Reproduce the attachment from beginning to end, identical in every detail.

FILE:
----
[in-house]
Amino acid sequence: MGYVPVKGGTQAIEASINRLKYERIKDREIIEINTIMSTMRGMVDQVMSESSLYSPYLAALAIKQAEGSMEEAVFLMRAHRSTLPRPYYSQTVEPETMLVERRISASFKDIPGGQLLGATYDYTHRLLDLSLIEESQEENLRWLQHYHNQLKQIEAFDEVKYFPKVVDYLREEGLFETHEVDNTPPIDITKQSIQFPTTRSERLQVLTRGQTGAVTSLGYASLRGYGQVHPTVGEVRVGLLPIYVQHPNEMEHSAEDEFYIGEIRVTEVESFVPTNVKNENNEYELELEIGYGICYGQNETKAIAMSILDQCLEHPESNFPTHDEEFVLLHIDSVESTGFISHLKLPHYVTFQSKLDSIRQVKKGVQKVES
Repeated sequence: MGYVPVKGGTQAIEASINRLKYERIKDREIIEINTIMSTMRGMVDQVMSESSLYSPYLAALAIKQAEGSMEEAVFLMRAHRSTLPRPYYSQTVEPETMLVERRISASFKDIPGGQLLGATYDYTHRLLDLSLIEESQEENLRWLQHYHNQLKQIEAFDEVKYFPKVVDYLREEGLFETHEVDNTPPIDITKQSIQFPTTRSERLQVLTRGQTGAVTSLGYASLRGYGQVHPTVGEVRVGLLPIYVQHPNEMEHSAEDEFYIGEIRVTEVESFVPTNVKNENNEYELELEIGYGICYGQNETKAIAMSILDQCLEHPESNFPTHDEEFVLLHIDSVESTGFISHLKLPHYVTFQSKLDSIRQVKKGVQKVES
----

[in-house]
Amino acid sequence: MGYVPVKGGTQAIEASINRLKYERIKDREIIEINTIMSTMRGMVDQVMSESSLYSPYLAALAIKQAEGSMEEAVFLMRAHRSTLPRPYYSQTVEPETMLVERRISASFKDIPGGQLLGATYDYTHRLLDLSLIEESQEENLRWLQHYHNQLKQIEAFDEVKYFPKVVDYLREEGLFETHEVDNTPPIDITKQSIQFPTTRSERLQVLTRGQTGAVTSLGYASLRGYGQVHPTVGEVRVGLLPIYVQHPNEMEHSAEDEFYIGEIRVTEVESFVPTNVKNENNEYELELEIGYGICYGQNETKAIAMSILDQCLEHPESNFPTHDEEFVLLHIDSVESTGFISHLKLPHYVTFQSKLDSIRQVKKGVQKVES
Repeated sequence: MGYVPVKGGTQAIEASINRLKYERIKDREIIEINTIMSTMRGMVDQVMSESSLYSPYLAALAIKQAEGSMEEAVFLMRAHRSTLPRPYYSQTVEPETMLVERRISASFKDIPGGQLLGATYDYTHRLLDLSLIEESQEENLRWLQHYHNQLKQIEAFDEVKYFPKVVDYLREEGLFETHEVDNTPPIDITKQSIQFPTTRSERLQVLTRGQTGAVTSLGYASLRGYGQVHPTVGEVRVGLLPIYVQHPNEMEHSAEDEFYIGEIRVTEVESFVPTNVKNENNEYELELEIGYGICYGQNETKAIAMSILDQCLEHPESNFPTHDEEFVLLHIDSVESTGFISHLKLPHYVTFQSKLDSIRQVKKGVQKVES